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only I am thinking. I can be strong for you, wise for you, and should thank God, both in pride and humbleness, for the chance to serve you; to serve you with reverence and love. Send for me. Tell me—let me share all and always.

Devotedly yours,

G. S.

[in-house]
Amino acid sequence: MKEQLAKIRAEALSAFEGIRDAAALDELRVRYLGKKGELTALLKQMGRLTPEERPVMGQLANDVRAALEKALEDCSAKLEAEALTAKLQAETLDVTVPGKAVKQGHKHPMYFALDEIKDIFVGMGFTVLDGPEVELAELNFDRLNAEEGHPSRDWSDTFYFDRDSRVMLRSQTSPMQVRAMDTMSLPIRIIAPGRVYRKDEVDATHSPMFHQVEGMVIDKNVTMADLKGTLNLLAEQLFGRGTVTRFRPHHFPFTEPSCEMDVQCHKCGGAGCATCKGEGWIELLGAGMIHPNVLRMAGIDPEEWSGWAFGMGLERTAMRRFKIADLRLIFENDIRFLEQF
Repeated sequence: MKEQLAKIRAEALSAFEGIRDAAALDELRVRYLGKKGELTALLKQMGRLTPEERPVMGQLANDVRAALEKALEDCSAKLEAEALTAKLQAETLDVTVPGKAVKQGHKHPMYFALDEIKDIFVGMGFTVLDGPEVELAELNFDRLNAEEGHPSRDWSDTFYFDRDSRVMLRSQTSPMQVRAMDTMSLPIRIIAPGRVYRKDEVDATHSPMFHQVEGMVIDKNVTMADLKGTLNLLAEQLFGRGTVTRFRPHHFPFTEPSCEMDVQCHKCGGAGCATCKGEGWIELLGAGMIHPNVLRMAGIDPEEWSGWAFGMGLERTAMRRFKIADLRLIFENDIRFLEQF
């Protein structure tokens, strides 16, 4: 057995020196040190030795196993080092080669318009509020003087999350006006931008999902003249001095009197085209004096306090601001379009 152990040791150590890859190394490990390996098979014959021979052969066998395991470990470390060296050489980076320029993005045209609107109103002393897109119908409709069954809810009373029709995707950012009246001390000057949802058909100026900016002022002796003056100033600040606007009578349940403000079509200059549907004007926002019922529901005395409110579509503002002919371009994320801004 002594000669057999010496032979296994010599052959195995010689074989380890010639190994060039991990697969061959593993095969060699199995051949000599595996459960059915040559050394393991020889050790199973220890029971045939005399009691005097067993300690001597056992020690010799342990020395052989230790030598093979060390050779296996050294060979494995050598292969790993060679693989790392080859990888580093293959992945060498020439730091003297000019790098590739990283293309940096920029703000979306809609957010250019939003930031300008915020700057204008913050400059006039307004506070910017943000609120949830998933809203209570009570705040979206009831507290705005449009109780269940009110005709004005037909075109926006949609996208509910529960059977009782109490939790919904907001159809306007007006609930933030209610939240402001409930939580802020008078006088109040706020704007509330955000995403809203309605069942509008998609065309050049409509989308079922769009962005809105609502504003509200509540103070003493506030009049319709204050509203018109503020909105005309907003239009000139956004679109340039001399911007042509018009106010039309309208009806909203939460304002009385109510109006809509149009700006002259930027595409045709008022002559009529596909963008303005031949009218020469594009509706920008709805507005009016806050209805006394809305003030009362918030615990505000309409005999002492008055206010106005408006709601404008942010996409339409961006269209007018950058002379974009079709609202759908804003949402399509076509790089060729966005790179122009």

She sat a long time with the letter in her hand, read it again and yet again. She forgot the night terrors, began to question herself. Of what had she been so frightened? What had Stevens told her? Only that a shabby man had questioned cook about their visitors. Now she wanted to analyse and sift the trouble, get to bedrock with it. She rang the bell and sent for the maids. They had singularly little to tell her; summarised it came to this: A shabby man had hung about Carbies all Monday; cook had called him up to the back door and asked him what he was after—"No good, I'll be bound," she told him. He had paid her a compliment and said that "with her in the kitchen it was no wonder men 'ung about." And after that they seemed to have had something of a colloquy and cook had been asked if she walked out with anybody. "Like his nasty impidence," she commented, when telling the story to her mistress. "I up and told him whether I walked out with anybody or not I wasn't for the likes of him."